Friday, 19 November 2010
Tor des Géants by Stevie Haston
How would you like to run for 330 km? You probably wouldn’t, no sensible person would. Would you like to do 24,000 meters of ascent and decent? No definitely not, you would have to be out of your mind, right. The Tor de Geants is a race, or event, that takes in the 330km and 24,000meters of up and had 380 entrants of all ages, who thought it might be fun. Surprisingly they all seemed fairly normal to me, a bit passionate perhaps, very fit and eager, but no they weren’t out of their minds. Don’t get me or them wrong, none of them thought it would be easy, and they certainly knew it would hurt more than a little. So why did they do it? Well for a start the TDG is held in some of the most beautiful valleys of the world and they were arranged in a logical way to create a journey that showed this beauty off, but also paid homage to the local people who try to live within these mountains in a peaceful and harmonious way. The TDG takes high level walking routes around the mountains of the Aosta region, starting and finishing in Courmayeur. Courmayeur is well known to the climbing community, but in the last few years it has become a great centre for mountain running. And this is where I personally got involved, as I know these valleys intimately from climbing in them for 30 years. I noticed the TDG announcement 5 weeks before its start and was seduced by its magic and its provocative challenging allurement. All that beauty within a scant 7 days, was it possible? It was apparently possible for non professionals, but was it possible for me a rock climber who hadn’t done any endurance for a few years. I had been looking for an excuse to take a break from climbing, and the more I thought about all those lovely valleys in the race, the more I was hooked.
On race day I walked the 2 kms to the start and got excited seeing all the great athletes and all the ordinary runners who were about to try really really hard just to finish. The excitement was really extraordinary, the organizers put on a great start and everybody was pumped up with the music and the enormity of the distance. Before I knew it we were off, and because the first couple of hours were uphill only there was no painful landing on my heels and I started to gain places from my back of the pack start. The weather was glorious, the mountains stupendous, and the feeling among the runners was uplifting. I felt no real pain that day and ran a fair bit, the crunch came later that day at the end of the days stage. We all had the opportunity to rest eat and sleep in a so-called life base, these were entirely adequate indeed excellent and with lovely volunteers but due to the runners nerves the coming and going of people and your metabolism being all over the place sleep tended to be impossible. Indeed the good guys and girls didn’t stop, they just pushed on, it was something I didn’t really understand and even if I had I would not have had the confidence to do. This was my first race, and I had jumped into a big one where tactics and experience counted even more than running ability and things like VO2 max. In this race and others like it, sheer grit and being very tough count very high, I was finally ahead of better athletes than myself and I in turn was placed lower than some ordinary but fantastically enduring people.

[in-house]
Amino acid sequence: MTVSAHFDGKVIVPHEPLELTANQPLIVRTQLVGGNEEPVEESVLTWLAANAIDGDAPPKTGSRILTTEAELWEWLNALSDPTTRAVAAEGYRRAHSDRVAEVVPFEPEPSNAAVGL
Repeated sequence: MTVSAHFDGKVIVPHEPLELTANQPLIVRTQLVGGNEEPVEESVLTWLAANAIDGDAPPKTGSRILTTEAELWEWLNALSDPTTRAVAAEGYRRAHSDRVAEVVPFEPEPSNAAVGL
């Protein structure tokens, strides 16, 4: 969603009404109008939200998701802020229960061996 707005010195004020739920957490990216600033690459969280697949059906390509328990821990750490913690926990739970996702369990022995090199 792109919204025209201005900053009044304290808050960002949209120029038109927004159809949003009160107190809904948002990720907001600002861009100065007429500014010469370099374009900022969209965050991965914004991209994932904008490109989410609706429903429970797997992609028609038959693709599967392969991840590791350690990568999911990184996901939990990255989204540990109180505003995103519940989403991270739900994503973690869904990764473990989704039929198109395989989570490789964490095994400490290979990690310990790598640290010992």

At one point a good Italian runner paused to cheer me up before he over took me. Come on he said a bit more and a lovely smooth decent for 14km. And he was right, a smooth even path but I couldn’t do it justice, a slow dogtrot was all I could muster.